Like ABC’s hit TV series (1977-84), this nostalgic, big-screen adaptation begins with eager guests arriving at a luxurious resort on a mysterious tropical island. Greeted by their white-suited host, Mr. Roarke (Michael Pena), they’re anticipating that their wildest dreams will come true.
Instead of paying $50,000 for the privilege of visiting this paradise, they’re contest-winners whom Mr. Roarke cautions, “Fantasies rarely play out as you would expect.”
What businesswoman Gwen Olsen (Maggie Q), former police officer Patrick Sullivan (Austin Stowell), disturbed Melanie Cole (Lucy Hale) and high-fiving step-brothers J.D. (Ryan Hansen) and Brax (Jimmy O. Young) Weaver don’t realizes is that Jeff Wadlow’s grisly version is filled with violent, supernatural sci-fi horror.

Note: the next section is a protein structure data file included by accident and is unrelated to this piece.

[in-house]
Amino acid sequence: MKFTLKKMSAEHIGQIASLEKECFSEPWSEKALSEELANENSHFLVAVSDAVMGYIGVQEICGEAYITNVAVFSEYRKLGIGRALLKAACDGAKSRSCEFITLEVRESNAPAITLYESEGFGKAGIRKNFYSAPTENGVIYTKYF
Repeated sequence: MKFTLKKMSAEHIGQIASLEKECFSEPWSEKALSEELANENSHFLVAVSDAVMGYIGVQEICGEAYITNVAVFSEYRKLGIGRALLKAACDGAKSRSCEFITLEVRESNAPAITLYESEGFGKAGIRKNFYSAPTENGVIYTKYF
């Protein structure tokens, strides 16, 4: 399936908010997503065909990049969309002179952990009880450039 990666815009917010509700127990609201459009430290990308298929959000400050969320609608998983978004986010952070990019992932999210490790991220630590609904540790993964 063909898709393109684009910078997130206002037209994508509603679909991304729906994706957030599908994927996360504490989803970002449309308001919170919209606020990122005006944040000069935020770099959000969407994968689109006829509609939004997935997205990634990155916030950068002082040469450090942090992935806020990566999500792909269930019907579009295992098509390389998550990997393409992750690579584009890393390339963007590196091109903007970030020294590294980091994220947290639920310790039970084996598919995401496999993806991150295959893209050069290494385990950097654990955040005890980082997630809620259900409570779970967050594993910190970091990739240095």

Lurking in the background as these grisly, nightmarish episodes unfold, breaking every law or nature and reason, there’s Damon (Michael Rooker), a machete-wielding private investigator who’s determined to discover the true intentions behind Fantasy Island.
Directed by Jeff Wadow (Truth or Dare), who co-scripted with Chris Roach and Jillian Jacobs, the scenario utilizes far too many pop culture references (like Game of Thrones and Call of Duty) as it skips from one character’s campy fantasy to another’s, resulting in an inevitable lack of tension and any emotional involvement on the part of the viewer.
On TV, Ricardo Montalban was enigmatic Mr. Rourke with Herve Villechaize as his diminutive assistant Tattoo, and cinematographer Toby Oliver sets up several shots that reference the original series.
FYI: Made on a strict budget of $7 million, most of the filming took place on Fiji’s Navodo Bay. And the closing scenes set the stage for sequels.
On the Granger Movie Gauge of 1 to 10, Blumhouse’s Fantasy Island is a feverishly fragmented 4, once again relying on sinister style over substance